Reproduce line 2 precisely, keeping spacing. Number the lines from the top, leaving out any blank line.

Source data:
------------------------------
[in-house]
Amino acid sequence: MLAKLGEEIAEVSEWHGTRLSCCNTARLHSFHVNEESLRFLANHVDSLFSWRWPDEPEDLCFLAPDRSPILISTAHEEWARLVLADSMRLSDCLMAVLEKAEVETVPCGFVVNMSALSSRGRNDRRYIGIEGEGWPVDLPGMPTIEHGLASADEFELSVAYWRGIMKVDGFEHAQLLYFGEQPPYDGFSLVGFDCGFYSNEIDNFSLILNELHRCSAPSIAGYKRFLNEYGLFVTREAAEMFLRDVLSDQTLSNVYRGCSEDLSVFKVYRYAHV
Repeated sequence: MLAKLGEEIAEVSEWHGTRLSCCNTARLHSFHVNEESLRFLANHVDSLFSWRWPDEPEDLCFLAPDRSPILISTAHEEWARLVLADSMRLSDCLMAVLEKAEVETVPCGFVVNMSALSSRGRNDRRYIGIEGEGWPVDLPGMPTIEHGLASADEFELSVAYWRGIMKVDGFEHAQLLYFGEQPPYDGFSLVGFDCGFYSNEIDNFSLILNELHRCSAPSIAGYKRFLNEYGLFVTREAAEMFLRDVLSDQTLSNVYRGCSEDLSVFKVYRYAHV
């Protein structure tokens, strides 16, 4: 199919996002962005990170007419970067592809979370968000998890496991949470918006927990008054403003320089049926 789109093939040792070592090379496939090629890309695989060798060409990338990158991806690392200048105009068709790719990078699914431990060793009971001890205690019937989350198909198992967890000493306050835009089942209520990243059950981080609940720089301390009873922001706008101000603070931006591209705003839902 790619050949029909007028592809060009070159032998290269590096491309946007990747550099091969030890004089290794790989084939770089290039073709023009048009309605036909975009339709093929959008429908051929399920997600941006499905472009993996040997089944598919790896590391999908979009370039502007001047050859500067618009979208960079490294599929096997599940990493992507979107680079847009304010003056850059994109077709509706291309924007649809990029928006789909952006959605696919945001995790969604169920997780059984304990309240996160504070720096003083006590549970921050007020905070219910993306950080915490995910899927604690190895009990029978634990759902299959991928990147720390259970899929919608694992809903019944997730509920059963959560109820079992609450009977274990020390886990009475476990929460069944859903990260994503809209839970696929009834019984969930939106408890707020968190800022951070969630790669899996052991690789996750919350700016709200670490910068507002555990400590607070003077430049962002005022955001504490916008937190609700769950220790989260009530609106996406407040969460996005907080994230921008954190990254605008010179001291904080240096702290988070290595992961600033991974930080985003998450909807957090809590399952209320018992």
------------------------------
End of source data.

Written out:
Amino acid sequence: MLAKLGEEIAEVSEWHGTRLSCCNTARLHSFHVNEESLRFLANHVDSLFSWRWPDEPEDLCFLAPDRSPILISTAHEEWARLVLADSMRLSDCLMAVLEKAEVETVPCGFVVNMSALSSRGRNDRRYIGIEGEGWPVDLPGMPTIEHGLASADEFELSVAYWRGIMKVDGFEHAQLLYFGEQPPYDGFSLVGFDCGFYSNEIDNFSLILNELHRCSAPSIAGYKRFLNEYGLFVTREAAEMFLRDVLSDQTLSNVYRGCSEDLSVFKVYRYAHV